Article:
Private Life of an Actor (Siritzky International) is the first film made by Sacha Guitry, France's scampish old do-it-all of stage & screen, since he was cleared of charges of collaborating with the Nazis. The movie was mildly applauded in Paris, but stirred up an anti-Guitry demonstration in Lyon (TIME, June 7). On its own account, it is worth little fuss of any kind. It is a tribute, redolent of grease paint, to Sacha's famed actor father . Lucien. The son's brittle wit shows to best advantage when he is dishing out impudence, irony and disillusionment. This film suffers from an irony of its own: reverence and honest sentiment do not become M. Sacha Guitry.
Rope (Transatlantic Pictures; Warner) is an Alfred Hitchcock thriller. The story: two young men, fresh out of college, strangle a young friendjust for the thrill and hide the body in a chest.To sharpen their excitement and selfesteem, they serve a buffet supper, off the murder chest, to the victim's father (Sir Cedric Hardwicke), sweetheart (Joan Chandler), unsuccessful rival (Douglas Dick) and a beloved former teacher (James Stewart).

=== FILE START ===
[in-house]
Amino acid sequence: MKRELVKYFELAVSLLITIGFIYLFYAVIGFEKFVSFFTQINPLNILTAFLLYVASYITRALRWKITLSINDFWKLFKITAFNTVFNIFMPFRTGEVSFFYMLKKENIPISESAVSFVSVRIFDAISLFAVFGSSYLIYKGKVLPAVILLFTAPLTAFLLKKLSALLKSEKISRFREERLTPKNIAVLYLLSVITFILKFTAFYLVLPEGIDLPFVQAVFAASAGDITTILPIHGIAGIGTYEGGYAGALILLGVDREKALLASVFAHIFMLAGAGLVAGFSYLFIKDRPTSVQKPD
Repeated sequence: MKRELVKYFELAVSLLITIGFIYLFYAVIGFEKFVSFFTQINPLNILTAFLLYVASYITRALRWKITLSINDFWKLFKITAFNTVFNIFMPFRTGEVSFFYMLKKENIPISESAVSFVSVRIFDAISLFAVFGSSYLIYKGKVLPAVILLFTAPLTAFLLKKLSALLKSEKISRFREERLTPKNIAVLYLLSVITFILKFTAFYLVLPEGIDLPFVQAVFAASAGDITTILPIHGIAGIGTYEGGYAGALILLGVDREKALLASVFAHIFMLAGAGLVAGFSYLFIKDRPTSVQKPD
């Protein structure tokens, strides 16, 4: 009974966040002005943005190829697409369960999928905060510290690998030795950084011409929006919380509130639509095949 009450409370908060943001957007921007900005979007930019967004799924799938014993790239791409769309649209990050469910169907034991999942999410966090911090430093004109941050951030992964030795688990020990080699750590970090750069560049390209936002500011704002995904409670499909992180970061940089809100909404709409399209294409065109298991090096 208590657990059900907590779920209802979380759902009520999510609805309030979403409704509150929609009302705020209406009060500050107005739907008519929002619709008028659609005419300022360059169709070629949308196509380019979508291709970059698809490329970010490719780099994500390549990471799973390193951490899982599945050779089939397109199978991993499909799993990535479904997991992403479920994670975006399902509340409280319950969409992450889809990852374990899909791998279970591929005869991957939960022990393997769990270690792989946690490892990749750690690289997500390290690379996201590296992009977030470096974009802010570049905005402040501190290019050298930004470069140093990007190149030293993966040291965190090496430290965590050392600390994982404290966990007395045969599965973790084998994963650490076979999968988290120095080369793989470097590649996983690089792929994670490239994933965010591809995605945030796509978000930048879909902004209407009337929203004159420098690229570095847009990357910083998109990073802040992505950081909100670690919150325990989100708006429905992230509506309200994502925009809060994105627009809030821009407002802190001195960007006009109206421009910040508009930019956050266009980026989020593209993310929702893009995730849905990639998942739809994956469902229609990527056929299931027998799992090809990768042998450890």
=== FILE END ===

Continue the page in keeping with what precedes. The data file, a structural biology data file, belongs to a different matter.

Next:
One of the murderers (Farley Granger) is horrified by what they have done and gradually comes apart. The other (John Dall) is almost hard enough to carry them both. He is particularly excited by the presence of the teacher, a sort of armchair nihilist who first infected the boys' minds with the idea that there are superior men, above all moral law. Dall really wants to lay the corpse at his master's feet, the way a cat brings in a slaughtered robin. When he finally does, he finds that the teacher's endorsement of murder was always purely academic.
In its original form (Patrick Hamilton's play, Rope's End) this was an intelligent and hideously exciting melodrama. It has been well adapted by Hume Cronyn, but it was probably inevitable that in turning it into a movie for mass distribution, much of the edge would be blunted. The boys in the playwho were pretty clearly derived from the Loeb-Leopold casewere highly cultivated, effeminate esthetes. So was their teacher. Much of the play's deadly excitement dwelt in this juxtaposition of callow brilliance and lavender dandyism with moral idiocy and brutal horror. Much of its intensity came from the shocking change in the teacher, once he learned what was going on. In the movie, the boys and their teacher are shrewdly plausible but much more conventional types. Even so, the basic idea is so good and in its diluted way Rope is so well done that it makes a rattling good melodrama.